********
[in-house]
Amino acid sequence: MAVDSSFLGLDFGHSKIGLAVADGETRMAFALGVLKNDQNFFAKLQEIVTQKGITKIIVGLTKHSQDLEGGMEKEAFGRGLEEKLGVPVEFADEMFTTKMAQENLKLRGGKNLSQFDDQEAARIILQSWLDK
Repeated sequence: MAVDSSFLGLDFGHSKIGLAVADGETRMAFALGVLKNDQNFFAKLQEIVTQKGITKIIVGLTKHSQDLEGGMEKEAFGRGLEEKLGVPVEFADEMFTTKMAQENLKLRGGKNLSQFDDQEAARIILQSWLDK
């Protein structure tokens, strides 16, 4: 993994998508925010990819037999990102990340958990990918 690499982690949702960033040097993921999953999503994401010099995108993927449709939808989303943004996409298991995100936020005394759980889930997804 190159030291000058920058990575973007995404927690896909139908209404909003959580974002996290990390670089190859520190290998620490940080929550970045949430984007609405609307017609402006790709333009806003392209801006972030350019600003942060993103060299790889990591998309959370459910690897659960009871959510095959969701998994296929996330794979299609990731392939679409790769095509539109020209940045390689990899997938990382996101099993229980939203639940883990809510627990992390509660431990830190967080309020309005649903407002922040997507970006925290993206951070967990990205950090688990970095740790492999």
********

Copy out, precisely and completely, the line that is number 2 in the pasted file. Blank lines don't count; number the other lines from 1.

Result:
Amino acid sequence: MAVDSSFLGLDFGHSKIGLAVADGETRMAFALGVLKNDQNFFAKLQEIVTQKGITKIIVGLTKHSQDLEGGMEKEAFGRGLEEKLGVPVEFADEMFTTKMAQENLKLRGGKNLSQFDDQEAARIILQSWLDK